Catalogue


Red feminism : American communism and the making of women's liberation /
Kate Weigand.
imprint
Baltimore, Md. : Johns Hopkins University Press, 2001.
description
xiv, 220 p. : ill.
ISBN
0801864895 (hardcover : acid-free paper)
format(s)
Book
Holdings
More Details
imprint
Baltimore, Md. : Johns Hopkins University Press, 2001.
isbn
0801864895 (hardcover : acid-free paper)
catalogue key
4183755
 
Includes bibliographical references and index.
A Look Inside
About the Author
Author Affiliation
Kate Weigand is an archivist at the Sophia Smith Collection at Smith College and teaches courses in U.S. history and women's studies.
Full Text Reviews
Appeared in Publishers Weekly on 2000-11-06:
Historians have generally contended that the American Communist Party of the 1930s-1950s had little interest in women's issues and that its party line stated that sex oppression was merely a by-product of bourgeois decadence. Weigand, an archivist at Smith College, overturns this conventional understanding by uncovering a history of feminist activity within the Communist Party and detailing its later influence on the women's movement of the 1960s and '70s. She argues that while such Communist women as Mary Inman, Betty Millard and Eleanor Flexner had to fight against party officials' refusal to admit that working-class men might abuse their wives, they also had to battle more banal instances of everyday sexism. For example, there was quite a controversy surrounding the Daily Worker's "cheesecake" photos of scantily clad women (with captions such as "Mrs. New YorkÄ and she can cook too!") and the struggle to get such images removed from official party literature. Weigand argues that the writings of early Communist women helped shape the core values of second-wave feminism: a 1946 letter in the Worker, for instance, calling for "an end to the separation of `personal' and `party' life" profoundly anticipates the "personal is political" mantra of '70s consciousness-raising groups. Equally interesting is Weigand's discussion of the Party's antiracist work and its sometimes na‹ve attempts at promoting racial equality: in one effort to encourage desegregation, the party offered dancing lessons to white men so they wouldn't be embarrassed to ask African-American women to dance at party functions. Although this richly detailed study is academic in focus, it will appeal to general readers interested in the history of U.S. progressive movements and women's history. (Dec. 28) (c) Copyright PWxyz, LLC. All rights reserved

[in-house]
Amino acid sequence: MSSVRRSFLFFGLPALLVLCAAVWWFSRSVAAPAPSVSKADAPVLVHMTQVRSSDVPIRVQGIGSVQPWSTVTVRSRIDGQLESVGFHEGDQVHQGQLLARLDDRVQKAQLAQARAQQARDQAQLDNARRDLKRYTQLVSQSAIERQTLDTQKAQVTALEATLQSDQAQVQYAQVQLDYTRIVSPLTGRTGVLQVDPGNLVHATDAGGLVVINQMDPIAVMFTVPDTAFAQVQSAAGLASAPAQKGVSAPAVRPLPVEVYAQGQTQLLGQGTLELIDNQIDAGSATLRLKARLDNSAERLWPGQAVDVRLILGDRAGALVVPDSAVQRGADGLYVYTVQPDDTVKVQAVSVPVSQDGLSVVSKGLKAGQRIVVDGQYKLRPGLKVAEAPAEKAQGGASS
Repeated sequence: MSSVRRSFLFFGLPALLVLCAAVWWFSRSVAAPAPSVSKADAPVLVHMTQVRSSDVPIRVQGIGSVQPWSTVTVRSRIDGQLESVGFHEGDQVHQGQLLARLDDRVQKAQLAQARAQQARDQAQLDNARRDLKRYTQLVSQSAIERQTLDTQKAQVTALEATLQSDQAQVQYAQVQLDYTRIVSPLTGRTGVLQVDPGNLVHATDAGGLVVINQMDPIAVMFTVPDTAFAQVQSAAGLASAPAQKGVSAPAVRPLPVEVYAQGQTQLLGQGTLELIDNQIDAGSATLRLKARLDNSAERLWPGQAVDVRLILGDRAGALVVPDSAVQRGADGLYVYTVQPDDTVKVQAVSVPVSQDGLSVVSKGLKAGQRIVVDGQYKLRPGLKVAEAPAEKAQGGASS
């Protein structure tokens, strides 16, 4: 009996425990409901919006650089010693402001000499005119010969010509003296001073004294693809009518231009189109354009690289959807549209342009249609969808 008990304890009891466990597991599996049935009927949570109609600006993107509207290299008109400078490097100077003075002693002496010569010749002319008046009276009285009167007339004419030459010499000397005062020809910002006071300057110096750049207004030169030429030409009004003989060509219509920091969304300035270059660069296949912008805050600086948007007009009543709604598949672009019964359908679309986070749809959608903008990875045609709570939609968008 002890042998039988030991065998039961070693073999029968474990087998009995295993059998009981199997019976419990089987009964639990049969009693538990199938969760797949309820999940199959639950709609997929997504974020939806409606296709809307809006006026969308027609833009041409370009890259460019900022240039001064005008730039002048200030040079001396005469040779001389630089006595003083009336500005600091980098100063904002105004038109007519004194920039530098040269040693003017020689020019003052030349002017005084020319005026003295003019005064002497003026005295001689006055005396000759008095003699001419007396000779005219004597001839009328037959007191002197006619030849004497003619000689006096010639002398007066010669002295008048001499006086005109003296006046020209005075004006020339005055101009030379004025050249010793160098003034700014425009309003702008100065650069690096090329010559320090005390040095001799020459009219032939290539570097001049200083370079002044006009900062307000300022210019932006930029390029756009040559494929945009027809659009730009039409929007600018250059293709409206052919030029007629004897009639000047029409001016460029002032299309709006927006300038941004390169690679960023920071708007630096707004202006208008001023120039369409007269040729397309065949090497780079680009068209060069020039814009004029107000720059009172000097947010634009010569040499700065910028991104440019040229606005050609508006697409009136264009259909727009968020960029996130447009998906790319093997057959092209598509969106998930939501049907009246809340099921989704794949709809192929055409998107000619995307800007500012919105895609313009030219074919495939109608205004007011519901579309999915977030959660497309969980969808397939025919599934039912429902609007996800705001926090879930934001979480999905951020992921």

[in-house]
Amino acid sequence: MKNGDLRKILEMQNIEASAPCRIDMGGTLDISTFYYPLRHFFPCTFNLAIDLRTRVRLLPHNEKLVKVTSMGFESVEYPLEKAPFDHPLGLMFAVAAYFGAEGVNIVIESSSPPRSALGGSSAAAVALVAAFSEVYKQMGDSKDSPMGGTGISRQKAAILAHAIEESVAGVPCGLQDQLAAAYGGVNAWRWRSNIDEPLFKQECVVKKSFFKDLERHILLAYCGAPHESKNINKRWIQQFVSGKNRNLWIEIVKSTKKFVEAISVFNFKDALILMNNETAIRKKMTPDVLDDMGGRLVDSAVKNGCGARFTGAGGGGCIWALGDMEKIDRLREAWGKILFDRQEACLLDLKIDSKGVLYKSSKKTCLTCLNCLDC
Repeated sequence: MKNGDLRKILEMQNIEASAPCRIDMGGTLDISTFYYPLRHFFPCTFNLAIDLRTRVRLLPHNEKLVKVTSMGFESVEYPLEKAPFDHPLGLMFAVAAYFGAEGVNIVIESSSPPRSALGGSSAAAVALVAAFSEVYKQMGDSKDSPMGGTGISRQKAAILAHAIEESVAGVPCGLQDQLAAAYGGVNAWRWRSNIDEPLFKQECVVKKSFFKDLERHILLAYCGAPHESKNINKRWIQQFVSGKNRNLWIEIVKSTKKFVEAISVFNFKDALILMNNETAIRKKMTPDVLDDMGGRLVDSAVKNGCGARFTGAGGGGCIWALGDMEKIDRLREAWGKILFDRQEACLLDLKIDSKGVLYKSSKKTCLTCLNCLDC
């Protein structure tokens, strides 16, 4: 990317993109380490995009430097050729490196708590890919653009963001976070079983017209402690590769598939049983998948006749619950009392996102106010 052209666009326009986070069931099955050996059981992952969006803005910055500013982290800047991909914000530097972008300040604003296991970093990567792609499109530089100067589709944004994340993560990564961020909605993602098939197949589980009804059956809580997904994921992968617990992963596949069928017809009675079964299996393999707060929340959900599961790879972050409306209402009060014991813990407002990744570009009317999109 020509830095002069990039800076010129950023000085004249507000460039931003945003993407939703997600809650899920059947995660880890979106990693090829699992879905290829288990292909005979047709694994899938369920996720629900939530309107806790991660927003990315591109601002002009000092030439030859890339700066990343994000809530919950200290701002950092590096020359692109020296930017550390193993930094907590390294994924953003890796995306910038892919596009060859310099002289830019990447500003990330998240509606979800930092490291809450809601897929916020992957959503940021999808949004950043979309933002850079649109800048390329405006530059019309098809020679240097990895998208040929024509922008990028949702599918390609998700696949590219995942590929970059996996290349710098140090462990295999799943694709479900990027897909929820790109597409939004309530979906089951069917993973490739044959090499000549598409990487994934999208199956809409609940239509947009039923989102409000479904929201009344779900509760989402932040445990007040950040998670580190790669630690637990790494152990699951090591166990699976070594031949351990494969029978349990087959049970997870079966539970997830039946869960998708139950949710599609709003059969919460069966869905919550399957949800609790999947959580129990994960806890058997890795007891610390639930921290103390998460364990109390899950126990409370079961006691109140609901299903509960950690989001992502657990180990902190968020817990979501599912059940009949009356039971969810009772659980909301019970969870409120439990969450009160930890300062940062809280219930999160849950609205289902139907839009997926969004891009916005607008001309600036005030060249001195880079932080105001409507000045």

Appeared in Choice on 2001-11-01: